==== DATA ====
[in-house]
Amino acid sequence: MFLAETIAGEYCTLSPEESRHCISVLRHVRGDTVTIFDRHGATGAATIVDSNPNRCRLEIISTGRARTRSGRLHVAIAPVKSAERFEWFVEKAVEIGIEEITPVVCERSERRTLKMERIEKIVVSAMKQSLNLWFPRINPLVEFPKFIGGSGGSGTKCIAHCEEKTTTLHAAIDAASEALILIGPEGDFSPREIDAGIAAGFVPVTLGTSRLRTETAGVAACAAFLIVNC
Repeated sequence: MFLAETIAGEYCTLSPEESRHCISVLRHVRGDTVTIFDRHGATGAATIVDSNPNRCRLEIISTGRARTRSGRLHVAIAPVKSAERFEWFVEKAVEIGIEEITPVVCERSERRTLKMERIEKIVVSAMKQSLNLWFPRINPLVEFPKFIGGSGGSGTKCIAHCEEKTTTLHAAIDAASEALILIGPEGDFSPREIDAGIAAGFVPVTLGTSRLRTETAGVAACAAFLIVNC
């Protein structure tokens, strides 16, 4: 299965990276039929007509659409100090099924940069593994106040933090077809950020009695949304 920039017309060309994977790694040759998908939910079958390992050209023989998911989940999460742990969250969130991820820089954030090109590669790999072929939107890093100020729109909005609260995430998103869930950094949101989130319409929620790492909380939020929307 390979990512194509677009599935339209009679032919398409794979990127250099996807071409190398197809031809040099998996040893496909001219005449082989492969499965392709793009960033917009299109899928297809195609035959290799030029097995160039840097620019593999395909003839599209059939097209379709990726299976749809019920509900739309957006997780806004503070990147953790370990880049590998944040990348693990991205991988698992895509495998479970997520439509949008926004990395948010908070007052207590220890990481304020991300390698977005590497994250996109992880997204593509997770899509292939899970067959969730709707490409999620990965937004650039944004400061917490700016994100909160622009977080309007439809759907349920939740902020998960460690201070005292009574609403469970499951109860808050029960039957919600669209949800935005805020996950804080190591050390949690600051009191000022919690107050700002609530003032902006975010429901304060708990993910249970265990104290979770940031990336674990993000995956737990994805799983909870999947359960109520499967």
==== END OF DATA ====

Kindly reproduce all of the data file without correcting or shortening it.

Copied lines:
[in-house]
Amino acid sequence: MFLAETIAGEYCTLSPEESRHCISVLRHVRGDTVTIFDRHGATGAATIVDSNPNRCRLEIISTGRARTRSGRLHVAIAPVKSAERFEWFVEKAVEIGIEEITPVVCERSERRTLKMERIEKIVVSAMKQSLNLWFPRINPLVEFPKFIGGSGGSGTKCIAHCEEKTTTLHAAIDAASEALILIGPEGDFSPREIDAGIAAGFVPVTLGTSRLRTETAGVAACAAFLIVNC
Repeated sequence: MFLAETIAGEYCTLSPEESRHCISVLRHVRGDTVTIFDRHGATGAATIVDSNPNRCRLEIISTGRARTRSGRLHVAIAPVKSAERFEWFVEKAVEIGIEEITPVVCERSERRTLKMERIEKIVVSAMKQSLNLWFPRINPLVEFPKFIGGSGGSGTKCIAHCEEKTTTLHAAIDAASEALILIGPEGDFSPREIDAGIAAGFVPVTLGTSRLRTETAGVAACAAFLIVNC
């Protein structure tokens, strides 16, 4: 299965990276039929007509659409100090099924940069593994106040933090077809950020009695949304 920039017309060309994977790694040759998908939910079958390992050209023989998911989940999460742990969250969130991820820089954030090109590669790999072929939107890093100020729109909005609260995430998103869930950094949101989130319409929620790492909380939020929307 390979990512194509677009599935339209009679032919398409794979990127250099996807071409190398197809031809040099998996040893496909001219005449082989492969499965392709793009960033917009299109899928297809195609035959290799030029097995160039840097620019593999395909003839599209059939097209379709990726299976749809019920509900739309957006997780806004503070990147953790370990880049590998944040990348693990991205991988698992895509495998479970997520439509949008926004990395948010908070007052207590220890990481304020991300390698977005590497994250996109992880997204593509997770899509292939899970067959969730709707490409999620990965937004650039944004400061917490700016994100909160622009977080309007439809759907349920939740902020998960460690201070005292009574609403469970499951109860808050029960039957919600669209949800935005805020996950804080190591050390949690600051009191000022919690107050700002609530003032902006975010429901304060708990993910249970265990104290979770940031990336674990993000995956737990994805799983909870999947359960109520499967």